Time management: More energy (part 5)

You will have more energy

It almost goes without saying, but I will dedicate a part of this series to this, because we don’t give it enough credit.  You will have more energy because you will be working on those things that are important and meaningful to you.  When you work on things you value, you will invariably have more energy.  This is not a magic trick, nor an empty promise.  When you work on things that truly matter to you, you will have more energy.

When you truly value something, it doesn’t feel like work or a chore.  It emanates from you as a reflection of who you are.  And obviously, when it doesn’t feel like a chore or a task, you won’t feel like your spending any valuable energy on it.

Also, when you prioritize according importance and values, you will learn to say no to things and activities that don’t matter to you, thus conserving your energy for things you truly value.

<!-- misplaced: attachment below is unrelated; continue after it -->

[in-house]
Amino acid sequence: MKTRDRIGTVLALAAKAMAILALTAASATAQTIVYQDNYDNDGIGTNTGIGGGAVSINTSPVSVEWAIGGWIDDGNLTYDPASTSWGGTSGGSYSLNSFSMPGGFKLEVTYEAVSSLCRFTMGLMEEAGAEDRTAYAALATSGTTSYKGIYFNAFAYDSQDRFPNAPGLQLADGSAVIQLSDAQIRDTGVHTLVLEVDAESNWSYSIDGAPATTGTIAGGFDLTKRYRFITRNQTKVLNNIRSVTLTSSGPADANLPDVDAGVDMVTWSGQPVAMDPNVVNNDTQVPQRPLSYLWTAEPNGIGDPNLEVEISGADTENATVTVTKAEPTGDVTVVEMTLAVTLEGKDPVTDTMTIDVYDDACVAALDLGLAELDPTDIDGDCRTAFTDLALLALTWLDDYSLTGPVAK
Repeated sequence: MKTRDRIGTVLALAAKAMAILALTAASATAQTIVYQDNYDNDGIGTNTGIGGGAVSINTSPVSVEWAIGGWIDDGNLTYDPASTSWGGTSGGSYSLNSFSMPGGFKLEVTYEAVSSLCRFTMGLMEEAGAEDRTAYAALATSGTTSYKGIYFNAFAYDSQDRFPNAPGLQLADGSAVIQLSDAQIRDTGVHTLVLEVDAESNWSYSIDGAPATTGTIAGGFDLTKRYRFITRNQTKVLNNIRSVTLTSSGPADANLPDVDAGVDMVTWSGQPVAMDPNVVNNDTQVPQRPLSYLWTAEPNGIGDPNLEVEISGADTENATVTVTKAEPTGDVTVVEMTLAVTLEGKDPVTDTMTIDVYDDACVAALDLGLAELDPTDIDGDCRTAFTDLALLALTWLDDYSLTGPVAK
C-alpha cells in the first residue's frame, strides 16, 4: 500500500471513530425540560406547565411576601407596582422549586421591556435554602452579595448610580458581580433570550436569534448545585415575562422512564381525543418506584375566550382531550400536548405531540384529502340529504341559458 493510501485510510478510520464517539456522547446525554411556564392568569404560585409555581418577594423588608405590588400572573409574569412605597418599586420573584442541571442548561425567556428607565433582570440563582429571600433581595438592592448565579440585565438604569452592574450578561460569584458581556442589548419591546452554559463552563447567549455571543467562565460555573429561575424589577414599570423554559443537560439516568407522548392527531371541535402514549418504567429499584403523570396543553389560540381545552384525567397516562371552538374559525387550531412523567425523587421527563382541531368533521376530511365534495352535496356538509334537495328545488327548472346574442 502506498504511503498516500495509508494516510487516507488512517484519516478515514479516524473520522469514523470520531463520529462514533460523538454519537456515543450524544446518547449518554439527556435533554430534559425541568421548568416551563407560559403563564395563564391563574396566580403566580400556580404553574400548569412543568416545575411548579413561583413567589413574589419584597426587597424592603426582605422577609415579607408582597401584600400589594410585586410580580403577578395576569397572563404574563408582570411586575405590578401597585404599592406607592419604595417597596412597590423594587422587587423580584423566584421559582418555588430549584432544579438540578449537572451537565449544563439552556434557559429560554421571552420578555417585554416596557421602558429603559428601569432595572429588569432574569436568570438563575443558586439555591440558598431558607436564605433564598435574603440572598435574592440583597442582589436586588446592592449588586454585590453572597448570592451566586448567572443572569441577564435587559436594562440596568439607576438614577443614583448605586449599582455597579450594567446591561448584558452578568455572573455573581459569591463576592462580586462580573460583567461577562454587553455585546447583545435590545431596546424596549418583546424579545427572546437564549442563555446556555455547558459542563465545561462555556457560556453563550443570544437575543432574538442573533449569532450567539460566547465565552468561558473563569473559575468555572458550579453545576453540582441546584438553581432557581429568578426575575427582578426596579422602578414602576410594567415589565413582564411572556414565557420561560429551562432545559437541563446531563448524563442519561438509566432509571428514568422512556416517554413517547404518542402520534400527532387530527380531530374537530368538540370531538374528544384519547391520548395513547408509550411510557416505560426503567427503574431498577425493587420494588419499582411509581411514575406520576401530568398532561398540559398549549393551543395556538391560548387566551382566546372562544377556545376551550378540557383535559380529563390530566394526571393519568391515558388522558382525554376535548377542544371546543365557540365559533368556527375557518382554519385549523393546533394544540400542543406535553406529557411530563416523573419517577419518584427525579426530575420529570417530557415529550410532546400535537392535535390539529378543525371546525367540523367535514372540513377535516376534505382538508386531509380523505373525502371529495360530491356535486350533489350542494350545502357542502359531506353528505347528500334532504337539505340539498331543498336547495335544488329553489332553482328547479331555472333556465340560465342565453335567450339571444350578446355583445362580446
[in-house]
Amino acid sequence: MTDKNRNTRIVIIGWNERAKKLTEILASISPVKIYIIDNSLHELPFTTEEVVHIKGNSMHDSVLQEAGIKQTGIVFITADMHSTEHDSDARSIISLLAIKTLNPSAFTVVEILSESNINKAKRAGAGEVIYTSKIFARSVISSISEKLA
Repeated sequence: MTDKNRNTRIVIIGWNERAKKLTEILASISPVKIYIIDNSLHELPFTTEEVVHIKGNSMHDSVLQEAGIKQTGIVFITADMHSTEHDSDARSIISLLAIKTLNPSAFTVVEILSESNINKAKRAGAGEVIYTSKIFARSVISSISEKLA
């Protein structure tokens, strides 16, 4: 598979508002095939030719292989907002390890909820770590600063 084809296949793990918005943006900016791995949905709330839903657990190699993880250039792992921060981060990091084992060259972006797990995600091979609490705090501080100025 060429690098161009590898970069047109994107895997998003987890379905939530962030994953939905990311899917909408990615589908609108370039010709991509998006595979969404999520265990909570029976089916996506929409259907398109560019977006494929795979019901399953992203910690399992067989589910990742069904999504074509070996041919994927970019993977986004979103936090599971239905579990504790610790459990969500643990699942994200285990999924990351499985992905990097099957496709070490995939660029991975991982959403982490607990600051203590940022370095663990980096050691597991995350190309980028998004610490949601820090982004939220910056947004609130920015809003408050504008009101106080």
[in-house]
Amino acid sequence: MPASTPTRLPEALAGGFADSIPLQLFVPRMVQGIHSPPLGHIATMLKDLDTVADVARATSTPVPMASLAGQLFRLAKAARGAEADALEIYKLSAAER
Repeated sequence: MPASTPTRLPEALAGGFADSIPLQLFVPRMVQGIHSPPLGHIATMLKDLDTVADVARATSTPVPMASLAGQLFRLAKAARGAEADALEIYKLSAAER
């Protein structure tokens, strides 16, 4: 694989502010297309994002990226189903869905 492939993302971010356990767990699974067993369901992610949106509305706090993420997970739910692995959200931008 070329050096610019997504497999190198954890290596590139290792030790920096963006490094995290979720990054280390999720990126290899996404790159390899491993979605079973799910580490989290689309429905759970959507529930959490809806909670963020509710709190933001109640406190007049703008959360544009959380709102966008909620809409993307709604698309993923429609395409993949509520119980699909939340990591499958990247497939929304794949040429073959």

The importance of saying no

It is important to learn to say no.  Sometimes, you just don’t have the time to do everything.  The world won’t end because you said no.  Americans, in particular, we have this peculiar sense that the busier we are the more important we are.  This is not true at all.

I don’t need to take the kids to school, volunteer to make gluten-free, dairy-free, peanut-free cookies for their class, take the clothes to the dry cleaner, buy the groceries, and whip up a nutritious, delicious meal for the whole family all in one morning.  Perhaps I can say no to baking the allergy-friendly cookies.  Maybe I can pop a frozen pizza in the oven and call it lunch.  Maybe the groceries can wait one more day.  That way, I just have to take the kids to school, and take the clothes to the dry cleaner, and maybe I will have time to go to church – something I value – as well.

Just a word of caution:  saying no all the time is also called procrastination.